• Not clear extent to which contextual factors embedded in the curriculum

  • Benefits of placing FGM/C in a reproductive health context

    • Egypt DHS data showed few women recognized the potential adverse physical consequences of the practice for women.

Communication program (Nigeria)

  • Pro: custom (61%), reduce/control female sexual desire (37%), religion (19%)

  • Con: medical complications (38%), bad tradition (49%), unnecessesary (19%)

  • Some positive effects

  • Not clear extent to which identified cultural factors were embedded in the communication intervention

  • Sound fit between the program theory of change and program components

  • With convention theory as a driver of change, dosage of program messages important (advantage of exposure to a combination of activities and mass media)

Outreach and advocacy (Kenya & Ethiopia)

  • 97% of Somalis in favour of FGM/C: custom license for marriage (84%), religious obligation (70%), protection of virginity (27%)

  • Pre intervention research, embedded in program

  • In Kenya, change in comparison group

  • In Ethiopia, some positive effects in intervention group

  • Embedded in existing reproductive health projects

  • Critical factors:

    • religious leaders

    • program exposure

Tostan educ. prog. (Mali, Senegal, Burkina Faso)

  • Mali:

    • Pro: custom (61%), good tradition (28%), religious necessity (13%)

    • Con: medical complications (45%), bad tradition (30%), prevents sexual satisfaction (13%), painful experience (13%)

    • Senegal:

      • Pro: respect tradition (94%), obey religious demand (39%), guarantee women’s cleanliness (52%), initiate girls (53%), for women to get married (22%), men prefer cut women (21%)

    • Burkina Faso:

      • Pro: custom (77%), hygiene (15%), avoid immoral behaviour/preserve virginity (15%)Con: medical complications (59%), prohibited by law (35%)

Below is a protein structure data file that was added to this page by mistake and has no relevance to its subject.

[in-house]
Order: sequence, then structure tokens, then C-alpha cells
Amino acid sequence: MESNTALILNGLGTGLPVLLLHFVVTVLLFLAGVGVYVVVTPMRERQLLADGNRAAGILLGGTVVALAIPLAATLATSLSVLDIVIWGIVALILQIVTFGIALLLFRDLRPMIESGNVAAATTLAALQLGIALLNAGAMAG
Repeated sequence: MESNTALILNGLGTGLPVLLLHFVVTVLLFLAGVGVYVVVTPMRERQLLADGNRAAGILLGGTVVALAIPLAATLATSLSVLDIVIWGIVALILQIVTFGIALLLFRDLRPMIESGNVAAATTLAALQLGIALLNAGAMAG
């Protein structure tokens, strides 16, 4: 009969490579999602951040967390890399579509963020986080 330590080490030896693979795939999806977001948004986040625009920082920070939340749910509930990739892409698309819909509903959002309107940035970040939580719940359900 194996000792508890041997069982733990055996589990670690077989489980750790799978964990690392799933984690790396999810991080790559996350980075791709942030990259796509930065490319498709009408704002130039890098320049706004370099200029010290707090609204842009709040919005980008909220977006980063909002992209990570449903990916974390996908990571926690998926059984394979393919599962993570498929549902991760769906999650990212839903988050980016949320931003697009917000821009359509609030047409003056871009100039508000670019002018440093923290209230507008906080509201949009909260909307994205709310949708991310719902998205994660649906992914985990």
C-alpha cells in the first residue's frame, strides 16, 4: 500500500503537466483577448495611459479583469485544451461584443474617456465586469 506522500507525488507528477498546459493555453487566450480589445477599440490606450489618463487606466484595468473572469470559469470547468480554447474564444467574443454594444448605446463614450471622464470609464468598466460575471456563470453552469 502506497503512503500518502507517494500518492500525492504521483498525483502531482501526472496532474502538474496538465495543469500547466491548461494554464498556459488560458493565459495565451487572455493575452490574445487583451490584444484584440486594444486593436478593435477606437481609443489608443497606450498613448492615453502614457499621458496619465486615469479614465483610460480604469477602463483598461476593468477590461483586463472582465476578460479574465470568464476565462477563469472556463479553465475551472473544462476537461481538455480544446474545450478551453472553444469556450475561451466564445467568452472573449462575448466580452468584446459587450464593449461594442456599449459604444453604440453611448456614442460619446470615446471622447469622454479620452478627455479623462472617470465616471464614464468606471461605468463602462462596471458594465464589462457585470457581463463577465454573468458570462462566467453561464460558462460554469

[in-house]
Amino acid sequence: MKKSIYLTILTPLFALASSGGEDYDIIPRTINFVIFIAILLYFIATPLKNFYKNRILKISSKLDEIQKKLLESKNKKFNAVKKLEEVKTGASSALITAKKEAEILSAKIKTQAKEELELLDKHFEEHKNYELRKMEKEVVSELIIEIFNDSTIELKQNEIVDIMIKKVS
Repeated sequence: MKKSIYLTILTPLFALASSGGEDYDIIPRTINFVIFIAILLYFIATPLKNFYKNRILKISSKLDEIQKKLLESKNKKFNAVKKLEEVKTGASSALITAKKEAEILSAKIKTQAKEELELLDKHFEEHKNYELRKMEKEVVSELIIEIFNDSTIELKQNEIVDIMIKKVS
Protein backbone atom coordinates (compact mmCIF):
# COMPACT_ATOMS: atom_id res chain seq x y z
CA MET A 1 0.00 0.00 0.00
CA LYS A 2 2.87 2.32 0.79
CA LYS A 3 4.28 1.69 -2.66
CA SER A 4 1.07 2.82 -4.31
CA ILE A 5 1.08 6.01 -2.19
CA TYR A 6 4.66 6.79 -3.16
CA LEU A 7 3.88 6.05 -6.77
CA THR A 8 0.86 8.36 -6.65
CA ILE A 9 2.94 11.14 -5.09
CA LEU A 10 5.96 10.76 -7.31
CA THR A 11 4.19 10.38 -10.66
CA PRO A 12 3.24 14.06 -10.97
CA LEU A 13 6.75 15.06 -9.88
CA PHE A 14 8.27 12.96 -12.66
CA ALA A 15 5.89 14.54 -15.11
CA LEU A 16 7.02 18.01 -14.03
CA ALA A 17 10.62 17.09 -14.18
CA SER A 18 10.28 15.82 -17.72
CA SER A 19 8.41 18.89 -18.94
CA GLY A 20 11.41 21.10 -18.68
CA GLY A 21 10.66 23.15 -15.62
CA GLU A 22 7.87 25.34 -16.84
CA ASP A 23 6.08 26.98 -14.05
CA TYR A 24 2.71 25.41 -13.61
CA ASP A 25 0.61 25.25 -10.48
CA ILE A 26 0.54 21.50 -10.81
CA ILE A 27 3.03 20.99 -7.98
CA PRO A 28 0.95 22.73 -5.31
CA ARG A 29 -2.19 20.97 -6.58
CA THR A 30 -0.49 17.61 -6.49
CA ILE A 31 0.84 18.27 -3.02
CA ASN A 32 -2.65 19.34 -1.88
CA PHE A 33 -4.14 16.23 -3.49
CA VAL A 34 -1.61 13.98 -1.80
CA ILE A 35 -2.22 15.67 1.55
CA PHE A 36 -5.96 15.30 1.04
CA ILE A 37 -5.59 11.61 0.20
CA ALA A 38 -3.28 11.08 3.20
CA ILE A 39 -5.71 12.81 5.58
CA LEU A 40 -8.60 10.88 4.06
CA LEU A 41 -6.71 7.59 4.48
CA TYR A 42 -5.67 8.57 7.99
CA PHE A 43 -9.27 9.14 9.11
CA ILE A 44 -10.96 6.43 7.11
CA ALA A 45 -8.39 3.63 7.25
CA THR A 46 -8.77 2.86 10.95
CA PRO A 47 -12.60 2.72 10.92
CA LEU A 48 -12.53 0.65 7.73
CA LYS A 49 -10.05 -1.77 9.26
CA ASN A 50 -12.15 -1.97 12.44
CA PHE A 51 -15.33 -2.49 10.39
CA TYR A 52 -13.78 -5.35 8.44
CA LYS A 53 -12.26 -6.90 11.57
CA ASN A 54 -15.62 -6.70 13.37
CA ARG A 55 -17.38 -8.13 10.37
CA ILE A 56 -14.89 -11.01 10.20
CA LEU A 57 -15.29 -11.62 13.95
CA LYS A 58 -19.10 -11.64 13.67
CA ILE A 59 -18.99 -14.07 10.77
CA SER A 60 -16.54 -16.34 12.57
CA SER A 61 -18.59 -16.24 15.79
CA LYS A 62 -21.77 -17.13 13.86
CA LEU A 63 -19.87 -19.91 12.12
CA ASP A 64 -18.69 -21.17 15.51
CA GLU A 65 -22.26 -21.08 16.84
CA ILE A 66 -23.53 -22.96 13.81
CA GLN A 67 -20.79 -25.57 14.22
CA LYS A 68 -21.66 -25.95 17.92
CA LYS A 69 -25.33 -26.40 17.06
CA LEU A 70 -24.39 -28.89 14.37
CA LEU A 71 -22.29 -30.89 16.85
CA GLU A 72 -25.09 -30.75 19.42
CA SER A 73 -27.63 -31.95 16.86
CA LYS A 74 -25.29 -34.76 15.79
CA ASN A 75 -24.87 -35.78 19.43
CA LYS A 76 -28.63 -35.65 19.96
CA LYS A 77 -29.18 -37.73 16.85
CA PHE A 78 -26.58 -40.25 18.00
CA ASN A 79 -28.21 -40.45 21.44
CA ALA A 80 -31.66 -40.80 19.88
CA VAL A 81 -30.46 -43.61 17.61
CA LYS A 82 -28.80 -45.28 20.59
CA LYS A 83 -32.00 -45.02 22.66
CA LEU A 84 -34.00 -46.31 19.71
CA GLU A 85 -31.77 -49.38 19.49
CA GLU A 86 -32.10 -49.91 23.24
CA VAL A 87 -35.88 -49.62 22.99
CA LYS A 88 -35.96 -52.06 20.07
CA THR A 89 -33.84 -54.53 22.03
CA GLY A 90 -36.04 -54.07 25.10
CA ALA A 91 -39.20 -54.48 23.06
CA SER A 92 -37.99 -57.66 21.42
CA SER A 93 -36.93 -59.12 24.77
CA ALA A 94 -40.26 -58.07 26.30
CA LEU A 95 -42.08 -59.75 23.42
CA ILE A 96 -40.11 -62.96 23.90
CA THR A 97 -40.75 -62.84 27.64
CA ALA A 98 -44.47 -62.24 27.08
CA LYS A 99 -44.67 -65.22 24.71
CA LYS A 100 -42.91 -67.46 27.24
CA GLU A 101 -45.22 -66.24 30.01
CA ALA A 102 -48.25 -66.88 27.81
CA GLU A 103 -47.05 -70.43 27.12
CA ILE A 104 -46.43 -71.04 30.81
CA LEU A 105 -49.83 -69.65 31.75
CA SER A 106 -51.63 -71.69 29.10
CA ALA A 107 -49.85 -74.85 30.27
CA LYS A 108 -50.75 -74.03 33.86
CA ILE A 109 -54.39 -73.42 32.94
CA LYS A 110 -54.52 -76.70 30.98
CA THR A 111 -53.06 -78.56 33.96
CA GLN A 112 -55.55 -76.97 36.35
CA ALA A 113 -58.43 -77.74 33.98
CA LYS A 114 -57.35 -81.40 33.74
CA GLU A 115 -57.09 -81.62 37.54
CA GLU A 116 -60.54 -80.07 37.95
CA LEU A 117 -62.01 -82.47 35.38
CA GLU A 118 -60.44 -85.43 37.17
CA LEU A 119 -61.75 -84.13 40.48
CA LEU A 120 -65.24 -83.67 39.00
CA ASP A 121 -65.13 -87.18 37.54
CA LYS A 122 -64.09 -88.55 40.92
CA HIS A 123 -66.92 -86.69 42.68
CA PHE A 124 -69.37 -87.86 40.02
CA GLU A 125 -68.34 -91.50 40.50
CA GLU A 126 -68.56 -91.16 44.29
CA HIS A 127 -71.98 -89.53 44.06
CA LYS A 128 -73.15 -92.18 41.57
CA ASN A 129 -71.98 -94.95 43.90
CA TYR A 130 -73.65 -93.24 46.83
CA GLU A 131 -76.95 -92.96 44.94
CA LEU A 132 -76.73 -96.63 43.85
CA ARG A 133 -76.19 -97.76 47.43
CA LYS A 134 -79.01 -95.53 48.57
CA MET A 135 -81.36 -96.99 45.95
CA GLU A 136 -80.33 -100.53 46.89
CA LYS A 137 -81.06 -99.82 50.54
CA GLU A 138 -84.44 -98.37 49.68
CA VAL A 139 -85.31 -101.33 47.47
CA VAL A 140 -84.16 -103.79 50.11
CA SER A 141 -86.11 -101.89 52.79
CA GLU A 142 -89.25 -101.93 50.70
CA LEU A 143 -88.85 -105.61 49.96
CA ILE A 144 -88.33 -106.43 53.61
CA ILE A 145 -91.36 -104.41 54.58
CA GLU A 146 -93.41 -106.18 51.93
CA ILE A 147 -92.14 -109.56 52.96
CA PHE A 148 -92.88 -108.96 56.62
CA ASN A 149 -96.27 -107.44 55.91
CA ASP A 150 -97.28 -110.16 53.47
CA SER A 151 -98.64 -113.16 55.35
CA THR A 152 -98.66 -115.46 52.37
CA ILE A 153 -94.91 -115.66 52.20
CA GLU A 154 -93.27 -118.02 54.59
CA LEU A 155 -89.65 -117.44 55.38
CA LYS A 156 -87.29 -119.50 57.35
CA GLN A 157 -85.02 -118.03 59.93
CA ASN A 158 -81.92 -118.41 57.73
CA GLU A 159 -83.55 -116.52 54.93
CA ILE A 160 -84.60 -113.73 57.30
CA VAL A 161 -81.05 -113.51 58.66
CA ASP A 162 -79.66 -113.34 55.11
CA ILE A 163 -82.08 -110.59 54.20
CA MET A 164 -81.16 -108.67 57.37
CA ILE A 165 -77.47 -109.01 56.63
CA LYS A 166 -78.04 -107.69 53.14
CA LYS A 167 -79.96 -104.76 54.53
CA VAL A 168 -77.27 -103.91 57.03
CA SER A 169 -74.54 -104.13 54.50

Tostan educ. prog. (Mali, Senegal, Burkina Faso)

  • Unclear whether pre-implementation research

  • Issue of FGM/C integrated within a larger project curriculum

  • Mali: Marginal effects

  • Senegal: Several positive effects

  • Burkina Faso: Several positive effects

  • Role of religion addressed? Religious leaders’ engagement and commitment sought?

  • Major implementation problems


  • Some positive developments as a result of interventions, but:

    • low quality of the body of evidence affects the interpretation of results and draws the validity of the findings into doubt

    • none of the studies randomised, most contained prognostically dissimilar intervention and comparison groups, contamination of the intervention seems to have occurred in four sites


  • Extent to which can conclude regarding how factors related to the continuance and discontinuance of FGM/C help explain the effectiveness of interventions is limited, because:

    • difficult judging match between the interventions’ content components and factors related to FGM/C’s continuation, because effectiveness reports lacked descriptions on intervention content

    • studies did not explicitly report on the relevant effective components of the mechanisms that were assumed to bring about FGM/C related behavior change


  • All programs based on a theory that provision of information improves cognitions about FGM/C

    • All measured change in knowledge or beliefs related to FGM/C; positive results from six programs

  • Success contingent upon contextual factors:

    • Integrating the issue of FGM/C in a larger set of community-relevant issues facilitated acceptance

    • Alliance with religious leaders

  • Process factors:

    • Participants not aware of or signed up to take account of the research dimension of the study; information was not recalled/retained

    • Role conflict or uncertainties for staff

    • Insufficient measures in place to reduce confounding

    • Adverse prevailing program and evaluation climate


  • Financial support: 3ie (International Initiative for Impact Evaluation)

  • Colleague: Eva Denison


Contact details:

Rigmor "Rimo" C Berg